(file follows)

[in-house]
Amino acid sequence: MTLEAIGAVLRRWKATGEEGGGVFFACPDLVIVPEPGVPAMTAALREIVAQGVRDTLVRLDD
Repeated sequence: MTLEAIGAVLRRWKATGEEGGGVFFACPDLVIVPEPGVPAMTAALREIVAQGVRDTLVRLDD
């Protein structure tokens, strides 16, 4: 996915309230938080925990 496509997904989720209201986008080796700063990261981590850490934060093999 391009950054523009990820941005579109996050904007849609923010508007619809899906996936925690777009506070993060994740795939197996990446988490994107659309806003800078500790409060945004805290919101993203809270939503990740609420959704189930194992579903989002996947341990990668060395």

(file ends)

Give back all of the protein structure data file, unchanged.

[in-house]
Amino acid sequence: MTLEAIGAVLRRWKATGEEGGGVFFACPDLVIVPEPGVPAMTAALREIVAQGVRDTLVRLDD
Repeated sequence: MTLEAIGAVLRRWKATGEEGGGVFFACPDLVIVPEPGVPAMTAALREIVAQGVRDTLVRLDD
């Protein structure tokens, strides 16, 4: 996915309230938080925990 496509997904989720209201986008080796700063990261981590850490934060093999 391009950054523009990820941005579109996050904007849609923010508007619809899906996936925690777009506070993060994740795939197996990446988490994107659309806003800078500790409060945004805290919101993203809270939503990740609420959704189930194992579903989002996947341990990668060395």